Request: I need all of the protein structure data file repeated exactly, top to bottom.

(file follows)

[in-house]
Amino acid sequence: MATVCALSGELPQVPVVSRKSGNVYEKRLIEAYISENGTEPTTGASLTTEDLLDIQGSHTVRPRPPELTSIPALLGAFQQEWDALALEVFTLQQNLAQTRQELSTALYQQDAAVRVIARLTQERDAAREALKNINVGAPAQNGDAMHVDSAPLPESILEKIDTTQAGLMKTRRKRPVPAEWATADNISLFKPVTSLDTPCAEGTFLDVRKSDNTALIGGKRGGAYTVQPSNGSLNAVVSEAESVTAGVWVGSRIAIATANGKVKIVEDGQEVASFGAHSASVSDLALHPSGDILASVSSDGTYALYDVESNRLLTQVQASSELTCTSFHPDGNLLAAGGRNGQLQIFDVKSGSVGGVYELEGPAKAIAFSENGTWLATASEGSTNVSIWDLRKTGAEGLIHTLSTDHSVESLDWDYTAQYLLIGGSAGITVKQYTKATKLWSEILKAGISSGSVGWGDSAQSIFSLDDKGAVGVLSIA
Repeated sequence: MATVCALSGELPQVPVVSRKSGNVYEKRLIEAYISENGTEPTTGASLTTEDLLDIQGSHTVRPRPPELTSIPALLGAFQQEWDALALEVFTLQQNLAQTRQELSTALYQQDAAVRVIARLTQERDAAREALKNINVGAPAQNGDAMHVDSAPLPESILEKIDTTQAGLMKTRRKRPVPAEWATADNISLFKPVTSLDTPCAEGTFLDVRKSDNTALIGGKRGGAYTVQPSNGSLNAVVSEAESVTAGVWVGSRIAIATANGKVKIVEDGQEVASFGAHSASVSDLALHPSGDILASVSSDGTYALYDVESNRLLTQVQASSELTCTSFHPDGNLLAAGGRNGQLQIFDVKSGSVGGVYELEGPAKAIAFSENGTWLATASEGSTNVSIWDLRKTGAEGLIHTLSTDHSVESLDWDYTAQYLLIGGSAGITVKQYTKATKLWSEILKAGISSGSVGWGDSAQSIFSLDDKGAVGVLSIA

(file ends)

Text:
[in-house]
Amino acid sequence: MATVCALSGELPQVPVVSRKSGNVYEKRLIEAYISENGTEPTTGASLTTEDLLDIQGSHTVRPRPPELTSIPALLGAFQQEWDALALEVFTLQQNLAQTRQELSTALYQQDAAVRVIARLTQERDAAREALKNINVGAPAQNGDAMHVDSAPLPESILEKIDTTQAGLMKTRRKRPVPAEWATADNISLFKPVTSLDTPCAEGTFLDVRKSDNTALIGGKRGGAYTVQPSNGSLNAVVSEAESVTAGVWVGSRIAIATANGKVKIVEDGQEVASFGAHSASVSDLALHPSGDILASVSSDGTYALYDVESNRLLTQVQASSELTCTSFHPDGNLLAAGGRNGQLQIFDVKSGSVGGVYELEGPAKAIAFSENGTWLATASEGSTNVSIWDLRKTGAEGLIHTLSTDHSVESLDWDYTAQYLLIGGSAGITVKQYTKATKLWSEILKAGISSGSVGWGDSAQSIFSLDDKGAVGVLSIA
Repeated sequence: MATVCALSGELPQVPVVSRKSGNVYEKRLIEAYISENGTEPTTGASLTTEDLLDIQGSHTVRPRPPELTSIPALLGAFQQEWDALALEVFTLQQNLAQTRQELSTALYQQDAAVRVIARLTQERDAAREALKNINVGAPAQNGDAMHVDSAPLPESILEKIDTTQAGLMKTRRKRPVPAEWATADNISLFKPVTSLDTPCAEGTFLDVRKSDNTALIGGKRGGAYTVQPSNGSLNAVVSEAESVTAGVWVGSRIAIATANGKVKIVEDGQEVASFGAHSASVSDLALHPSGDILASVSSDGTYALYDVESNRLLTQVQASSELTCTSFHPDGNLLAAGGRNGQLQIFDVKSGSVGGVYELEGPAKAIAFSENGTWLATASEGSTNVSIWDLRKTGAEGLIHTLSTDHSVESLDWDYTAQYLLIGGSAGITVKQYTKATKLWSEILKAGISSGSVGWGDSAQSIFSLDDKGAVGVLSIA